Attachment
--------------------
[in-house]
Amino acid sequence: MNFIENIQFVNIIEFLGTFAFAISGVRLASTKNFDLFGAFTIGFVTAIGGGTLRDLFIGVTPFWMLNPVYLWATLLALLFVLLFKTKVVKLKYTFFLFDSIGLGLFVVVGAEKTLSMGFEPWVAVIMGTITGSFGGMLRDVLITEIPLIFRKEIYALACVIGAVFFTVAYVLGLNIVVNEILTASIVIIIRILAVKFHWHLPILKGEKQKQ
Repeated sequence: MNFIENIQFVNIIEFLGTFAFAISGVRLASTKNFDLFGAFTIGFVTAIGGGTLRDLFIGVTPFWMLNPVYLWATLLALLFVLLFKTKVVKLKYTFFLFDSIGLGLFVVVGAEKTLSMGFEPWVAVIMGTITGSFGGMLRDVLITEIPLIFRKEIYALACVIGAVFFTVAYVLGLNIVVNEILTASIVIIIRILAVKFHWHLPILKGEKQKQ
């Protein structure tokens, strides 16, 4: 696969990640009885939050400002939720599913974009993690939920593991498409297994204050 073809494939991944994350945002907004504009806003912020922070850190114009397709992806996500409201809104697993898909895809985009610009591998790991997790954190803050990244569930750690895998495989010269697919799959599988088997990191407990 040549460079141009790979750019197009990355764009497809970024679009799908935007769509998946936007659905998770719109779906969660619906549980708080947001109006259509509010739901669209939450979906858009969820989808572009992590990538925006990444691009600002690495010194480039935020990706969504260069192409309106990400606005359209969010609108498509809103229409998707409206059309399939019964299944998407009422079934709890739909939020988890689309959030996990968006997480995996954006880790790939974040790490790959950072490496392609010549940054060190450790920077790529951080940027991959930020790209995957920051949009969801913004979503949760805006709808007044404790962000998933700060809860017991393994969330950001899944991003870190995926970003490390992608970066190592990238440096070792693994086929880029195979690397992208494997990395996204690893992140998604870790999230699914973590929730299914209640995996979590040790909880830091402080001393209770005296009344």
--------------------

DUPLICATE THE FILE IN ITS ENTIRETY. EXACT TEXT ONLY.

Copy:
[in-house]
Amino acid sequence: MNFIENIQFVNIIEFLGTFAFAISGVRLASTKNFDLFGAFTIGFVTAIGGGTLRDLFIGVTPFWMLNPVYLWATLLALLFVLLFKTKVVKLKYTFFLFDSIGLGLFVVVGAEKTLSMGFEPWVAVIMGTITGSFGGMLRDVLITEIPLIFRKEIYALACVIGAVFFTVAYVLGLNIVVNEILTASIVIIIRILAVKFHWHLPILKGEKQKQ
Repeated sequence: MNFIENIQFVNIIEFLGTFAFAISGVRLASTKNFDLFGAFTIGFVTAIGGGTLRDLFIGVTPFWMLNPVYLWATLLALLFVLLFKTKVVKLKYTFFLFDSIGLGLFVVVGAEKTLSMGFEPWVAVIMGTITGSFGGMLRDVLITEIPLIFRKEIYALACVIGAVFFTVAYVLGLNIVVNEILTASIVIIIRILAVKFHWHLPILKGEKQKQ
């Protein structure tokens, strides 16, 4: 696969990640009885939050400002939720599913974009993690939920593991498409297994204050 073809494939991944994350945002907004504009806003912020922070850190114009397709992806996500409201809104697993898909895809985009610009591998790991997790954190803050990244569930750690895998495989010269697919799959599988088997990191407990 040549460079141009790979750019197009990355764009497809970024679009799908935007769509998946936007659905998770719109779906969660619906549980708080947001109006259509509010739901669209939450979906858009969820989808572009992590990538925006990444691009600002690495010194480039935020990706969504260069192409309106990400606005359209969010609108498509809103229409998707409206059309399939019964299944998407009422079934709890739909939020988890689309959030996990968006997480995996954006880790790939974040790490790959950072490496392609010549940054060190450790920077790529951080940027991959930020790209995957920051949009969801913004979503949760805006709808007044404790962000998933700060809860017991393994969330950001899944991003870190995926970003490390992608970066190592990238440096070792693994086929880029195979690397992208494997990395996204690893992140998604870790999230699914973590929730299914209640995996979590040790909880830091402080001393209770005296009344």